“According to the information available to the SAB, cyber-attacks on Latvia have been carried out by both GU and FSB over the last few years. The attacks have been espionage related and in most cases have been directed against government institutions or individual officials working in the fields of home affairs, foreign affairs and defense.”

Around the same time, the Rand Corporation, a US-based and government-sponsored think-tank also gave pointers to Latvia and other Baltic states, so they can better counter Russia.

The report said: “These three countries are vulnerable to low-level, hybrid, and full-scale attacks by Russian special operations and regular military forces deployed close to their borders” and that there is an “imbalance between Russian and NATO conventional forces deployed in the Baltic region.”

It mostly focuses on Total Defense and Unconventional Warfare.

“TD and UW capabilities have the potential to delay and disrupt Russian military aggression against the Baltic states, and to make occupation of a Baltic state very costly to the invading forces, thereby enhancing deterrence. These techniques and forces could also support a NATO liberation campaign and ease the transition to a sustainable peace after the end of military operations by supporting stabilization, demobilization, and reconstruction activities,” the report concludes.


In Lithuania, there are 1055 NATO troops positioned in the country.

US-NATO Push For Militarization Of Eastern Europe

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The NATO battalion in Lithuania is comprised of a headquarters and a headquarters company, logistic support company, and three to four combat companies, and different combat support units. Reinforcement to the NATO forward presence battalion will be deployed when necessary, i.e. when exercises are held or in case of threat.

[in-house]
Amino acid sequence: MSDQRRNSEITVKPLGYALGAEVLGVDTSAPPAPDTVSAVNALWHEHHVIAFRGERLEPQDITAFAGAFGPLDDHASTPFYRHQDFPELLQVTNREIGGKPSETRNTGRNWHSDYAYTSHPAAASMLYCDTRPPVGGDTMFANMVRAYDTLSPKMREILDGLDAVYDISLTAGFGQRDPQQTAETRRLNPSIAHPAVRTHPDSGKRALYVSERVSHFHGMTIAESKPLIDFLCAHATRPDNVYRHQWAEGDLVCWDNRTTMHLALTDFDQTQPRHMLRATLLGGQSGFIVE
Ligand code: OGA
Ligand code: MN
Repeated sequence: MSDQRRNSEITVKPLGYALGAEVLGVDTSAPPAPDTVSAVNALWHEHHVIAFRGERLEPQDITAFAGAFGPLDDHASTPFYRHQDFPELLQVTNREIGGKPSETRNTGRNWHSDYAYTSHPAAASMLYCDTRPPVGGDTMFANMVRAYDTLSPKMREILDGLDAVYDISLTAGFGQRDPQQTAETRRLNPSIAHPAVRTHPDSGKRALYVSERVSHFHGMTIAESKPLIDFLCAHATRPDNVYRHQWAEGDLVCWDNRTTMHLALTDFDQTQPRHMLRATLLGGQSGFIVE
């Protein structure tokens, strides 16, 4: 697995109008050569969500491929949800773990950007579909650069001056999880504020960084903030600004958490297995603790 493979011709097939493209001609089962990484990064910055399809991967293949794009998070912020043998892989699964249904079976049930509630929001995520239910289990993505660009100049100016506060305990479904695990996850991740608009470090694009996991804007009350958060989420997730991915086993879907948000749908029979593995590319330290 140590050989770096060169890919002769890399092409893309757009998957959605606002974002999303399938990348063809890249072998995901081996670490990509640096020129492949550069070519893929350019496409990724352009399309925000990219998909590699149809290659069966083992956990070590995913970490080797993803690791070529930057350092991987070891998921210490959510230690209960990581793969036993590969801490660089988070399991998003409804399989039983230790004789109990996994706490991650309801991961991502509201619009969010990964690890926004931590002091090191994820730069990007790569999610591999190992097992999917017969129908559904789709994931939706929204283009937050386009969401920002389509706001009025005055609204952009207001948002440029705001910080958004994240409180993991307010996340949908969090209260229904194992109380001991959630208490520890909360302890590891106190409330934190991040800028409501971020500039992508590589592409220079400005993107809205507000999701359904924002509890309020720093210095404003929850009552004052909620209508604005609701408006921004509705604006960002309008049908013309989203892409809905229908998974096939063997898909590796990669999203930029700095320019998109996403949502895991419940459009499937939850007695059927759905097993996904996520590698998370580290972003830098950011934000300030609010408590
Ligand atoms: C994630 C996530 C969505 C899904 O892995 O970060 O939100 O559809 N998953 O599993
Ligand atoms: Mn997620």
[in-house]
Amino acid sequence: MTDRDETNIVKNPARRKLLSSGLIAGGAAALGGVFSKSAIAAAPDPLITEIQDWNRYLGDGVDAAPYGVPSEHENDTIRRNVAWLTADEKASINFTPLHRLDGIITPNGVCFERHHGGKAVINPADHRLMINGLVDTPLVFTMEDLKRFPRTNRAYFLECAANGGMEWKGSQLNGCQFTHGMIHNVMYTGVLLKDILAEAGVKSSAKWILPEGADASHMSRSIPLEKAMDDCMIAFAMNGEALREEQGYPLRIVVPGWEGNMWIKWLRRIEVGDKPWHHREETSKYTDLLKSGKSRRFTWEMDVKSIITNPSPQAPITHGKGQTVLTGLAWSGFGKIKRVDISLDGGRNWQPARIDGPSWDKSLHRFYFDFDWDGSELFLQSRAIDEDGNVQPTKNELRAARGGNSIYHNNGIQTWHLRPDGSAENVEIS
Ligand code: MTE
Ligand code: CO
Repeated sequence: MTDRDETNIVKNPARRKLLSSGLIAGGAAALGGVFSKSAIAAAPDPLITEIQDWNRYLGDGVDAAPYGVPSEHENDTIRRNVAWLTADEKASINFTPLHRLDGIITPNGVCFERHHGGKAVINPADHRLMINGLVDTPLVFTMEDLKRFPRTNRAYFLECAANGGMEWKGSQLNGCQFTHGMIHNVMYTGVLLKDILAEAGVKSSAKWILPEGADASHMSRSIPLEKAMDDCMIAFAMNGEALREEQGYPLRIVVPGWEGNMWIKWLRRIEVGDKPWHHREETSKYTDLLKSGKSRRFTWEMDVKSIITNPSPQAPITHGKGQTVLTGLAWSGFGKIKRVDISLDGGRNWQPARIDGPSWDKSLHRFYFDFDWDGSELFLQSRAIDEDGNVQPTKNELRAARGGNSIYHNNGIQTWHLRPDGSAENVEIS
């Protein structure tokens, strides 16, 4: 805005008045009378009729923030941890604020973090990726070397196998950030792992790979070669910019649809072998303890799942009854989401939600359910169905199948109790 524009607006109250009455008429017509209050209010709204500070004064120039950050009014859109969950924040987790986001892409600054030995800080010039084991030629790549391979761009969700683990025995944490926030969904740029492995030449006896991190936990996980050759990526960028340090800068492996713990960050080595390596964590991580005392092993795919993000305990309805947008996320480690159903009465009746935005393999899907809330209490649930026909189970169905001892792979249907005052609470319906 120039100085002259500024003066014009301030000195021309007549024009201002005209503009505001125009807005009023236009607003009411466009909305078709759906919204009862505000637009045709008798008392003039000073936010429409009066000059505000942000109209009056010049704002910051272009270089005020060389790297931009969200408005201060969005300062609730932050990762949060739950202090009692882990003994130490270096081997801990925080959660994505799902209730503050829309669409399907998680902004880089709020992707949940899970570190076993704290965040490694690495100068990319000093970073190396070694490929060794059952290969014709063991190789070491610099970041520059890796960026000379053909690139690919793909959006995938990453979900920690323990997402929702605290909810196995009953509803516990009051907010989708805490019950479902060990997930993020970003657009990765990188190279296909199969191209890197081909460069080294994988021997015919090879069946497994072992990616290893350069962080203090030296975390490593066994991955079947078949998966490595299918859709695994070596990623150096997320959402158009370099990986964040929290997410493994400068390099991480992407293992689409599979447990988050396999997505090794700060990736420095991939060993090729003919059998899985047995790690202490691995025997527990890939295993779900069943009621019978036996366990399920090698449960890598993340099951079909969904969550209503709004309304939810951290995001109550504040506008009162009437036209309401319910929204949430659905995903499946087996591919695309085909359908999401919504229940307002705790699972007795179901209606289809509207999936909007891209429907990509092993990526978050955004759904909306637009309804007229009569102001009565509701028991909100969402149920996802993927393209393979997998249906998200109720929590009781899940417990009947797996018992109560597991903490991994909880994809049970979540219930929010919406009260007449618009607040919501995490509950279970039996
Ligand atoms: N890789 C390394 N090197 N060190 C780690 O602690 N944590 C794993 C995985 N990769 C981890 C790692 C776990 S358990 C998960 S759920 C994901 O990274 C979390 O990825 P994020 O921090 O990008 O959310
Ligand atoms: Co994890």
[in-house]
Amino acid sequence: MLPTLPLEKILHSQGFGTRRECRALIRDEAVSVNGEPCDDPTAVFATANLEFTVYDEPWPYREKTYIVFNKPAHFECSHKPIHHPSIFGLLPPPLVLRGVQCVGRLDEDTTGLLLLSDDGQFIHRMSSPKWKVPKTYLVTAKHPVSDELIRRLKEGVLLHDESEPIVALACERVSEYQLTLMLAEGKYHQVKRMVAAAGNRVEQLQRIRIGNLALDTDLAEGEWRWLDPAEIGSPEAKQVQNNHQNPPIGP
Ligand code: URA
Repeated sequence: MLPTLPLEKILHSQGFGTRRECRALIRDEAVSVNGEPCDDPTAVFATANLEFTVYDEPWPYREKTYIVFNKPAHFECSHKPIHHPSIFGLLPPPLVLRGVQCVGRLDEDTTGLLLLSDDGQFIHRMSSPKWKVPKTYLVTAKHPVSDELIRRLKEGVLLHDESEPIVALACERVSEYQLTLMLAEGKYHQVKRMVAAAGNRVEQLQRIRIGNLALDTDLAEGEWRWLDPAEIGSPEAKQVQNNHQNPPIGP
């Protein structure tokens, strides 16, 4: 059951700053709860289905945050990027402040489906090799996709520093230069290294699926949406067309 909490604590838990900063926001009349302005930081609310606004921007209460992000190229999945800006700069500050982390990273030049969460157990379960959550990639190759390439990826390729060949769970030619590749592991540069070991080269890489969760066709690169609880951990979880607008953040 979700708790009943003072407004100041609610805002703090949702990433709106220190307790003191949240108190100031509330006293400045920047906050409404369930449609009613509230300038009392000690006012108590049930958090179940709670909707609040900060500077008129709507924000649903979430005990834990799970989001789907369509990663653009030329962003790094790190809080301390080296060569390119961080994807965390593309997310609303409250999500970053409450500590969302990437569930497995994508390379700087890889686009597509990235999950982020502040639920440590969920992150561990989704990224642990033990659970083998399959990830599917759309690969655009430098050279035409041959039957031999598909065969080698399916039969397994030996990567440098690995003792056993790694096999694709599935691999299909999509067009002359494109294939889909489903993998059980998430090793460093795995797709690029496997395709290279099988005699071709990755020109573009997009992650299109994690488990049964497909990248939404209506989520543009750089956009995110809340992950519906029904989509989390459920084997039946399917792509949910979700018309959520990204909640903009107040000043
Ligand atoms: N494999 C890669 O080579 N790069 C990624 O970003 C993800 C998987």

It’s based in Rukla.

Since the NATO Summit in Warsaw in June 2016, roughly 8,000 allied soldiers from nine NATO allies have served in the unit on a rotational basis.

In February, Germany vowed to invest upwards of EUR 110 million by 2021 to improve the military bases in Lithuania.

“We want to make clear that Lithuania is not alone and will never stand alone. It will never again have to sacrifice its freedom and independence,” Ursula von der Leyen told reporters during a visit to the German forces.

“We will stay here with the Bundeswehr (German armed forces) as long as we’re needed, and as long as the security situation requires it.”

Lithuania feels quite threatened by Russia’s Iskander missile complexes positioned in Kaliningrad, Russia, just across its border.

But Vilnius claims that this is nothing new and simply, nothing out of the ordinary.

Lithuanian Defense Minister Raimundas Karoblis emphasized “we are [already] targeted by tactical nuclear weapons with range of up to 500 kilometers,” referring to the Iskanders. “So for us, it’s not a new situation at all,” he added.

The NATO-funded Atlantic Council further alleged that some European diplomats even want more nuclear weapons positioned in Europe by the US to guarantee security.

“Some European governments would like to hear just the opposite: that the West will stop at nothing to combat Russian aggression, including countering Moscow’s INF-busting 9M729 missile system with more nuclear weapons on European territory if necessary. Baltic diplomats have said privately they believe ruling out such a deployment is a strategic mistake.”